The Vegas Golden Knights announced today that they'll be adopting their mustard yellow "gold" jerseys as their full-time home uniforms for the upcoming 2022-23 season.
Check it out:
For those unfamiliar with the unis, here they are:
Oof... those look worse than their goaltending tandem for this upcoming season...
In all seriousness, I'm not sure why the team elected to make this change. The two-tone black jerseys are pretty universally loved, even if they look like cheap knockoffs of the classic Vancouver Canucks jerseys of the 80s and 90s.
From the team's official website:
"After a memorable five years as the 31st NHL franchise, we look forward to advancing to the latest era of Golden Knights hockey," said Golden Knights President Kerry Bubolz. "While being Vegas Born will always be a significant part of our identity, The Golden Age represents a time of all-new adventures and opportunities as we and our city emerge in the post-pandemic world. As we continue to pursue the ultimate goal of bringing a Stanley Cup to Vegas and our passionate fanbase, we are consistently looking for ways to enhance our product, and we couldn't be more excited for the sixth season of hockey in the desert."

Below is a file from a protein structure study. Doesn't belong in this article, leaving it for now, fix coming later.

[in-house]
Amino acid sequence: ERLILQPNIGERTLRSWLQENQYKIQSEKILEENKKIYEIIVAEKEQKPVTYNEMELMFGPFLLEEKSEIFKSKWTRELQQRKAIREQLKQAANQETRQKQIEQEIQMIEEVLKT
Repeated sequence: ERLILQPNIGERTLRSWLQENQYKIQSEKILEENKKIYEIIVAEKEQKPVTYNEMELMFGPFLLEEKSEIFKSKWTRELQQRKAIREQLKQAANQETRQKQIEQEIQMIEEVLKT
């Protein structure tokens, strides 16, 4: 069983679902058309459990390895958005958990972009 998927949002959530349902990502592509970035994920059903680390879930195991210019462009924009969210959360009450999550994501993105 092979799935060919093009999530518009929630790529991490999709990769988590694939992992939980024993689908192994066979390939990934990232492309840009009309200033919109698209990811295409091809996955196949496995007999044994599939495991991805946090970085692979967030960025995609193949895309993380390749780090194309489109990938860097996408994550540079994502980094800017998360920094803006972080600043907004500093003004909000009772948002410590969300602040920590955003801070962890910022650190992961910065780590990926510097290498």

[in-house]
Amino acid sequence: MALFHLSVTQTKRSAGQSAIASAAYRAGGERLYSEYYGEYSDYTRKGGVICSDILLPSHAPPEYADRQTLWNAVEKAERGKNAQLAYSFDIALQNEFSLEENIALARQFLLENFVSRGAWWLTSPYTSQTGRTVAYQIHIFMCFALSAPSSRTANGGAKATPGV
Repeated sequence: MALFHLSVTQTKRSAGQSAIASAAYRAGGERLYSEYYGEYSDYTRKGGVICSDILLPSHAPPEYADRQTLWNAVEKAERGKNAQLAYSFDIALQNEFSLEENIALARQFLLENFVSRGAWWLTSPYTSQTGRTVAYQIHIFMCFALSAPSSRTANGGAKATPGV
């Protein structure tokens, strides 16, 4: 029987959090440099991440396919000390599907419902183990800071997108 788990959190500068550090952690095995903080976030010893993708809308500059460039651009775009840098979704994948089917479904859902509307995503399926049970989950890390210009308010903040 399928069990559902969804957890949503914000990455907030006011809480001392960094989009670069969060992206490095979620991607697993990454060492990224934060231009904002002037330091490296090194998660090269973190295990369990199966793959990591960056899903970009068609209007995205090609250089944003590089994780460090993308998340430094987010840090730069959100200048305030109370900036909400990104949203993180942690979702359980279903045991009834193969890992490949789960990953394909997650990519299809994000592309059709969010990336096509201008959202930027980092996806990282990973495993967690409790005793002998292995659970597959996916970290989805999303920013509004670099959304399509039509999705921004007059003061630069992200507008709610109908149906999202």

"Gold is a bold and powerful color and one that we are excited to feature even more with this evolution," said Chief Marketing Officer Eric Tosi. "It fits both our city and our organization, and is a natural defining theme of this new campaign. We are excited to welcome our fans back to T-Mobile, proudly wearing gold and rallying around this new era."
The team did announce that they will continue to wear their two tone black jerseys at "select" home dates this season, but that the golden jerseys will act as their primary uniform for at least this one season. No word yet on whether or not the golden and silver helmets will make a comeback this season though.
In any case, the Golden Knights will be in tough to compete in the Pacific Division again this season as it looks like the likes of the Calgary Flames, Edmonton Oilers, Los Angeles Kings and Vancouver Canucks have all made offseason improvements, while the Golden Knights themselves have been forced to shed bodies due to salary cap restraints.